|ASW wheat||Feed barley||Cottonseed|
|Delivered Darling Downs||$410||$410||$350|
|Ex farm/ex gin MIA NSW||Wimmera $290||Wimmera $285||$290|
DWINDLING supplies of hay are pushing animal feeders into a choppy market where pulses, cereals and cottonseed are in high demand and trading at values above last week’s levels.
Recent showers, with more forecast, are bolstering winter-crop and fodder production prospects for South Australia, Victoria and southern New South Wales.
However, graziers in central and northwest NSW are buying cottonseed, faba beans and cereals as they prepare to limp through the winter months with bare paddocks and failing hopes of grazing crops surviving or germinating.
The area of NSW feeling the biggest pinch from the dry season follows the Newell Highway from Moree to Forbes, and takes in all points west.
Much of the state’s tablelands, and even the Liverpool Plains, have minimal paddock feed, and graziers are competing with traders and end users on the few parcels of grain available locally.
Farm Tender online broker, Dwain Duxson, said around 80 per cent of the hay the company has booked in recent weeks has gone from Victoria to NSW and the Darling Downs in southern Queensland.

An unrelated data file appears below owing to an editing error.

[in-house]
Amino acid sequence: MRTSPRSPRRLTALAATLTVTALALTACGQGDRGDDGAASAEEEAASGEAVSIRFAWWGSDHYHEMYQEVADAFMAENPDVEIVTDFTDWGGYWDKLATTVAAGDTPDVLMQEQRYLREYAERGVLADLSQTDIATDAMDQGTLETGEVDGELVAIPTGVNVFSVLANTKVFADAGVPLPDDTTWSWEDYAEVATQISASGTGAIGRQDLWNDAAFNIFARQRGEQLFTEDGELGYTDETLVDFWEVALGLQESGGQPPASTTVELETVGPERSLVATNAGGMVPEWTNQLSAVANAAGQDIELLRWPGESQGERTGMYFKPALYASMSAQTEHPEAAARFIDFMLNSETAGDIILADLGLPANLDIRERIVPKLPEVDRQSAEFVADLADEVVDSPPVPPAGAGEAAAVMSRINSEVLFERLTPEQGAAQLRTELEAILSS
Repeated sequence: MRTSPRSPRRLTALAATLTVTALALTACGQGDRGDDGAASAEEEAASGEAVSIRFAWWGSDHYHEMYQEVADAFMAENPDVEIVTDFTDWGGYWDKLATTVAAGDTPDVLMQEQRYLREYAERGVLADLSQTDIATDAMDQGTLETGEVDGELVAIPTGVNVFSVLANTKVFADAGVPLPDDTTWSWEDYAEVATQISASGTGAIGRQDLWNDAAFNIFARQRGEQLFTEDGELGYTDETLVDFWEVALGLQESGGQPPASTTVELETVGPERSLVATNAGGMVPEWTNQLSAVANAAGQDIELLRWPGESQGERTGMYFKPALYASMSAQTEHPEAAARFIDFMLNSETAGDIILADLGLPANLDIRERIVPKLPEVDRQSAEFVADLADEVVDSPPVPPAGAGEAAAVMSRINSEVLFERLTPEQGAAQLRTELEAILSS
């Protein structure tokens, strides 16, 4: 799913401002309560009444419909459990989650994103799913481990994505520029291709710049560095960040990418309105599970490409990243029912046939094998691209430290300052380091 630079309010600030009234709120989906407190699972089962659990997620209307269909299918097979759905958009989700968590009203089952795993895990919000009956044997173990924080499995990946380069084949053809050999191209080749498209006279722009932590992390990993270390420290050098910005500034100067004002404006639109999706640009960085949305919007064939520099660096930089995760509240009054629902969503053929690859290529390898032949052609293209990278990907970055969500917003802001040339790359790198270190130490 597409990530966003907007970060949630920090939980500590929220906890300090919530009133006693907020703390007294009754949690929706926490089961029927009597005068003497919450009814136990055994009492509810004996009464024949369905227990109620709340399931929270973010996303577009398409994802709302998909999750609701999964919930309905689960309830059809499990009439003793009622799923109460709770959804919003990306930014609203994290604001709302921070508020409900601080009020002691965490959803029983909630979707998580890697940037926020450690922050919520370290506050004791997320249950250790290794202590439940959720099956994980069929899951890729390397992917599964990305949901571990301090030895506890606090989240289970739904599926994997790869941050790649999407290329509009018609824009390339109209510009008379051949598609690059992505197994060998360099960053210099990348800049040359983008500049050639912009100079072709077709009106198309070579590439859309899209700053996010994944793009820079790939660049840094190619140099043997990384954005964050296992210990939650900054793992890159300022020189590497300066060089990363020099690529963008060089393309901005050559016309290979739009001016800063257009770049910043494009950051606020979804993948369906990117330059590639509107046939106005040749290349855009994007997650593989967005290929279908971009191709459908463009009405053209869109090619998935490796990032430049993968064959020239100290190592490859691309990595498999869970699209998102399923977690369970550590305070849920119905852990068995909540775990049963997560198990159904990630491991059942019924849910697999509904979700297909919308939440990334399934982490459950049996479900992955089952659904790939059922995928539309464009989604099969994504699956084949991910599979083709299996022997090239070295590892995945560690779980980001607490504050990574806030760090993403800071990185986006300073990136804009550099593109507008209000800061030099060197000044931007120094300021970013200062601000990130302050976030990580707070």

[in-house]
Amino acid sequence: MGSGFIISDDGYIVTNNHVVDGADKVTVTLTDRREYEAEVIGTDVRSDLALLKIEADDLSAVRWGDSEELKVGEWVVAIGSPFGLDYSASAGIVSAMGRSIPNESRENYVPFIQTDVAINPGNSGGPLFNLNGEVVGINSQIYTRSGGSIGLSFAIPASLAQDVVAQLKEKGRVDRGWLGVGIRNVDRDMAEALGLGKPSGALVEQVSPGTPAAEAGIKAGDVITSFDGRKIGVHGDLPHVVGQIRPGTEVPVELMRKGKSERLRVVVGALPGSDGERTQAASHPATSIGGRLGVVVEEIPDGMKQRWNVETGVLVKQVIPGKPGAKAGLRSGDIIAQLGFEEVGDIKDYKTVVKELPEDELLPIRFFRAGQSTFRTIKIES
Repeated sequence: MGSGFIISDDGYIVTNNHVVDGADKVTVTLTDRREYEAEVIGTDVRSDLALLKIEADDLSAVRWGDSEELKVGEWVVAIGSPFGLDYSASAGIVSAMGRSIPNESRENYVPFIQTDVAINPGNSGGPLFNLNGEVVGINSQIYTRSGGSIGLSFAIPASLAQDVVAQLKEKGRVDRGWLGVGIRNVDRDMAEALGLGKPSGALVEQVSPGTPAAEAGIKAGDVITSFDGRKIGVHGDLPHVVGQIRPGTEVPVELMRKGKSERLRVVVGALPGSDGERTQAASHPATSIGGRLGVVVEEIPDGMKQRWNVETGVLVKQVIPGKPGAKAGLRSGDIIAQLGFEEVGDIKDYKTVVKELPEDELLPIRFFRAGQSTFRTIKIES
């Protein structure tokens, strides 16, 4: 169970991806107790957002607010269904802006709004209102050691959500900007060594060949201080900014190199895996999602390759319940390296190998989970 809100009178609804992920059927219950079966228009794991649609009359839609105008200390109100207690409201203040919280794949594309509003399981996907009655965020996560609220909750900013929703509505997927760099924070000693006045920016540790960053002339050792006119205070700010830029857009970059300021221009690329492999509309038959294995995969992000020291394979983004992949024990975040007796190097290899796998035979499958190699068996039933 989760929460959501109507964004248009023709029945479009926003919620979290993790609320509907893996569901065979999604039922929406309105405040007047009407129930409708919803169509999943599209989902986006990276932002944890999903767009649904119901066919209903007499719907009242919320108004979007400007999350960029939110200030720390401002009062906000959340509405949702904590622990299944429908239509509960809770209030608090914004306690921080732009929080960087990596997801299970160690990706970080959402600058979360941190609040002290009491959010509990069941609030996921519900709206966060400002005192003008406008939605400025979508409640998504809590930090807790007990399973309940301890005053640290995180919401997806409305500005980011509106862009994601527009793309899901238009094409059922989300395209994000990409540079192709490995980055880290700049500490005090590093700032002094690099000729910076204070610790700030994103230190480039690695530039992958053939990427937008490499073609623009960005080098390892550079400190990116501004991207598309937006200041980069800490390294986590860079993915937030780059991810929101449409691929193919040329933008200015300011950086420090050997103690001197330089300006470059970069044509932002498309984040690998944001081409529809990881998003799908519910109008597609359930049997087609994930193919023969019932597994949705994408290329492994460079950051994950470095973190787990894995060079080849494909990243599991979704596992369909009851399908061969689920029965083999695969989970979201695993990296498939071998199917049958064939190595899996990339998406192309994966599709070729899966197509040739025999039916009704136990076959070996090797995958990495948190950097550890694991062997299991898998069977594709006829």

“There are still trucks on the road, but they’re carting loads that were booked weeks ago, and now people with animals to feed are trying to source grain, or whatever they can,” Mr Duxson said.
“The hay trade’s come to a grinding halt. Since January, Victoria and South Australia have pretty well got rid of two seasons’ worth of hay. It’s been mind-blowing.”
Traders report cottonseed is in very strong demand, and seed from gins outside southern NSW is very hard to source for prompt pick-up because trucks are collecting booked loads from gin yards the minute the seed becomes available.
Prompt cottonseed ex gin is quoted at around $300 per tonne in southern NSW, $320 in the Macquarie Valley west of Dubbo for July-August, and $345/t ex southwest Queensland gin.
Tight availability has graziers and commercial animal feeders sourcing almond hulls, pellets, mill run, faba beans, lupins and even pumpkin mix to fill ruminant stomachs.
“I believe traders are in the market in southern NSW now, and looking to grab parcels they can make a profit on,” a trader said.
“A lot of people are searching for any feed they can get at a reasonable price because they’ve found themselves with grazing crops that aren’t performing in these dry conditions,” one country NSW trader said.
“Demand is very high for prompt cottonseed.”
Traders have said there is limited liquidity in the market, as many transactions are being done directly from farmer to farmer and out of the trade’s eye.